For effective governance (and management) there must be a 'top-down' process starting with the creation of a framework within which properly dimensioned, purposeful and realistic operational planning can be carried out. When a board produces a statement of organisational purpose and strategic intent, it will have created:

  • A statement setting out the primary reason for the organisation's existence. This would explicitly articulate the need(s) that the organisation exists to meet and define the beneficiaries (including client category, market segment, etc.) to be served. Unlike the generic rhetoric and application of most mission statements, it is a statement that could only relate to that organisation.
  • A series of outcome statements (but perhaps no more than five or six) that break the purpose statement down into more specific components achievable in the medium to longer term.
  • For each outcome statement, a series of even more specific results prioritised and realistically achievable within a short to medium timeframe. An important part of the annual planning cycle would be to allocate resources to these planned results according to the relative priorities the board has set between the different outcomes.
  • A statement of organisational values to condition the selection of appropriate means or strategies for achieving the desired results.(2)

Directors and their boards tend to struggle to express themselves in outcome terms because they have been socialised to be action-oriented. Prioritising is even more challenging. Making hard choices and trade-offs are difficult and uncomfortable, but resource constraints demand it. Judging what is 'doable' must be a vital part of any board's strategic dialogue.

A plan that is unrealistic or unbelievable will also fail to stimulate the right kind of action within the organisation. Boards and management alike must balance, where necessary, the competing demands of short-term and long-term priorities. They must make judgements about the significance and relevance of emerging issues and opportunities. With the starting point of a clear organisational purpose and a careful specification of the most important outcomes to be achieved and for whom, decisions about what to do are much easier to make.

Those who will be responsible for achieving the results prescribed by the board (i.e. the chief executive and other key staff) must also be involved in this dialogue. The final judgements must, however, lie with the board. It is the board that is ultimately accountable for organisational performance. 

What to do about these shortcomings?

Given the unavoidable conclusion that the board needs an entirely separate document to deliver effective organisational direction and control, how might this be achieved?

One approach might be to simply apply a governance 'makeover' to an existing strategic plan. The most relevant content could be extracted and converted into the kind of outcome-oriented document the board needs. This may require little more than the board going through and asking (and insisting on a satisfactory answer to) the question "what is this planned activity expected to achieve?"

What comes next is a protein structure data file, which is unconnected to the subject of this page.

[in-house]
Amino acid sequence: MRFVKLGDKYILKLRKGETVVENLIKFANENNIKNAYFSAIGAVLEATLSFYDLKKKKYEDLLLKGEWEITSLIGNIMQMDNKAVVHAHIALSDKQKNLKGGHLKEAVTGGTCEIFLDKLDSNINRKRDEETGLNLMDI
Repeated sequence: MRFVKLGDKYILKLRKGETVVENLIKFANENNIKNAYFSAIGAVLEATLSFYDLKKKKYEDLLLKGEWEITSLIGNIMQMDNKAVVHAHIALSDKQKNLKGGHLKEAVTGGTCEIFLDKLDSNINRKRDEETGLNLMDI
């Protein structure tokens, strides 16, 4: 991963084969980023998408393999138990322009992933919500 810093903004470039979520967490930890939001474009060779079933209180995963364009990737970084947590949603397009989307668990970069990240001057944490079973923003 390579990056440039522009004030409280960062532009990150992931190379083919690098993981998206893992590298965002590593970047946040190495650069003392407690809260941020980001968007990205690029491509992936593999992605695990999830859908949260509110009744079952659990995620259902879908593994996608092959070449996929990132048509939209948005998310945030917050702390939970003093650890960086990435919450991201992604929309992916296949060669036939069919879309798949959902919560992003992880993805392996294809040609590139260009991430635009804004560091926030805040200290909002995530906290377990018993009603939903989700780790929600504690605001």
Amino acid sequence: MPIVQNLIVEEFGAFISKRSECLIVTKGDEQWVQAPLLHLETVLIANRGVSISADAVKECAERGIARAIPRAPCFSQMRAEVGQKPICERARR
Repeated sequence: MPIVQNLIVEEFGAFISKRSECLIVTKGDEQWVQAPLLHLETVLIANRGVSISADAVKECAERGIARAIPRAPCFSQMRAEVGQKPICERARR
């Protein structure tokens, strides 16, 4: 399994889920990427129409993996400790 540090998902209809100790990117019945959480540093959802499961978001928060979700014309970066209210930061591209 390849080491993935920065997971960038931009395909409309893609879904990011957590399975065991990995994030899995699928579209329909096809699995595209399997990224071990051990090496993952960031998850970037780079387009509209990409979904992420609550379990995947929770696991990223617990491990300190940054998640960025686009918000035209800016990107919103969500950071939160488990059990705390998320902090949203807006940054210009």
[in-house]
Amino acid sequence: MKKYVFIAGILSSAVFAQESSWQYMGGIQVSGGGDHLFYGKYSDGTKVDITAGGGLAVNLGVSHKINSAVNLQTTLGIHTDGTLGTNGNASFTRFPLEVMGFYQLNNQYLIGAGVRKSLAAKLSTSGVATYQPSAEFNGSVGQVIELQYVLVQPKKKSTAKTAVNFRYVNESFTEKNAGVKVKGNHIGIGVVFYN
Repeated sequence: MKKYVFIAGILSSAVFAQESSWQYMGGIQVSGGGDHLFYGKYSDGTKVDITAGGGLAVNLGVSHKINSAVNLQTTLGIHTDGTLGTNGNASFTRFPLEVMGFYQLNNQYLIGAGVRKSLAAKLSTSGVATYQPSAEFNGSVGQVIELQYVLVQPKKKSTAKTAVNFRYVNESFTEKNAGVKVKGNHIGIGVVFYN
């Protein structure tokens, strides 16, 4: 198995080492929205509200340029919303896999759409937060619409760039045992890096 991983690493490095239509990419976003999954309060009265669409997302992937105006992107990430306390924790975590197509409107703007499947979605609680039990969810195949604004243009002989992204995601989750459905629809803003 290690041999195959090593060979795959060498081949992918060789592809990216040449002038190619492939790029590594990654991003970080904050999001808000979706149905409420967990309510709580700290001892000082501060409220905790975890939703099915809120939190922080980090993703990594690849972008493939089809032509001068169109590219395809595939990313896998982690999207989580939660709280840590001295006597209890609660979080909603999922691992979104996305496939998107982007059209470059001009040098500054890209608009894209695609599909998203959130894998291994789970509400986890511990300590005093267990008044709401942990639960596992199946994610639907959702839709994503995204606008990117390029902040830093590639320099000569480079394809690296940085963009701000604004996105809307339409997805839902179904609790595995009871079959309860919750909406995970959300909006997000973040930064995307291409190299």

However, a fresh start means a prior, management-framed strategic plan is less likely to constrain the board's thinking. The primary need for a board-led strategic thinking process is to provide a framework and a context for the management-led strategic planning to follow. Our experience is that only a relatively brief document (perhaps only 3 to 4 pages long) is needed for the board to set out a clear 'statement of organisational purpose and strategic intent' containing the components described above.

What are the benefits?

When supported by a formal delegation of authority this kind of brief statement of strategic intent should be sufficient for a board to be able to hold its chief executive accountable for effective performance. It should also be sufficient for the chief executive to be able to confidently design and implement strategies for the achievement of outcomes consistent with board-set priorities.

Other benefits from the changes suggested are also likely to prove significant. For example:

  • The board's attention is freed up from unproductive engagement in what is essentially a management process. It can be far better spent seeking to understand what is going on outside the organisation where the justification for its very existence exists.
  • Current activity and expenditure that is inconsistent with the achievement of specified results would be thrown into sharper relief making resources easier to divert to more productive uses.
  • Reporting to the board would be simplified and more easily focused on the board's need to evaluate both organisational and chief executive performance and to express accountability to stakeholders for organisational achievement.



(1). Carver, John and Caroline Oliver (2002). Corporate Boards That Create Value. San Francisco, Jossey-Bass. Pp.20-21

(2) The other important and complementary task for the board is the creation of a delegation framework that specifies limits to the chief executive's decision making authority. See 'What's So Hard about Saying 'No'? Revisiting Limitation Policies'. Board Works #4